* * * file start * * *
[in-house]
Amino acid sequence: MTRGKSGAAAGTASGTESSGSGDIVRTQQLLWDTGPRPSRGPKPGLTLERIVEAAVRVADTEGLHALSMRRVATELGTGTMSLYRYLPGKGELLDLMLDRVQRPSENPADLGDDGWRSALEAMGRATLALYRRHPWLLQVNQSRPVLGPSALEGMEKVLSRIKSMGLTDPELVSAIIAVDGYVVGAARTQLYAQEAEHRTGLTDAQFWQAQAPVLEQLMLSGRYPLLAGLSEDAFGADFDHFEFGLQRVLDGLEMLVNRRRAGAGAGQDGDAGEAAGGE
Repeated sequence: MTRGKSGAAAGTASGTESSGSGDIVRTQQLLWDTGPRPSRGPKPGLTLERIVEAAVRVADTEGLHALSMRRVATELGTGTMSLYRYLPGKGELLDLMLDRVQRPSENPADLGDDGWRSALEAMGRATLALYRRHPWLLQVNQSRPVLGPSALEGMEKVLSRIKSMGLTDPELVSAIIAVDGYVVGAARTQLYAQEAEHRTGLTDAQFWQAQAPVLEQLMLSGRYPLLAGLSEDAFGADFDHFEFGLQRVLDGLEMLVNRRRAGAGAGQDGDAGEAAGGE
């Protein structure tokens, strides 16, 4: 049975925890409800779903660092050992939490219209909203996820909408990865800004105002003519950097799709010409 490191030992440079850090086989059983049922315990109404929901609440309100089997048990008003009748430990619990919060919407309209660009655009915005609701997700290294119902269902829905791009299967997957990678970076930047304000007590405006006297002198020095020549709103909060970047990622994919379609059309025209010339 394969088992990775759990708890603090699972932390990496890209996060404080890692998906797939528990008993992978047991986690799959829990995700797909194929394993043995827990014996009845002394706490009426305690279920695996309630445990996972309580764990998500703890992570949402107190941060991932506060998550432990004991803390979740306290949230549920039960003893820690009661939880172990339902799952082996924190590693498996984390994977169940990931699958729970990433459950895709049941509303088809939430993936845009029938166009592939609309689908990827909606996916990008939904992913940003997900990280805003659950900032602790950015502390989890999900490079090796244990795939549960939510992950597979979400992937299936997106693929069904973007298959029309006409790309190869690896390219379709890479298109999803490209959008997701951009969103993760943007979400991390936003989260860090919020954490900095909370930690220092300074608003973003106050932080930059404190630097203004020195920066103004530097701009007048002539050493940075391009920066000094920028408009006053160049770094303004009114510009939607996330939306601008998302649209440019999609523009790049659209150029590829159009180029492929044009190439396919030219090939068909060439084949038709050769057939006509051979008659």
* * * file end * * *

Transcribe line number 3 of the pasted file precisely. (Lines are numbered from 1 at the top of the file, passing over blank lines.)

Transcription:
Repeated sequence: MTRGKSGAAAGTASGTESSGSGDIVRTQQLLWDTGPRPSRGPKPGLTLERIVEAAVRVADTEGLHALSMRRVATELGTGTMSLYRYLPGKGELLDLMLDRVQRPSENPADLGDDGWRSALEAMGRATLALYRRHPWLLQVNQSRPVLGPSALEGMEKVLSRIKSMGLTDPELVSAIIAVDGYVVGAARTQLYAQEAEHRTGLTDAQFWQAQAPVLEQLMLSGRYPLLAGLSEDAFGADFDHFEFGLQRVLDGLEMLVNRRRAGAGAGQDGDAGEAAGGE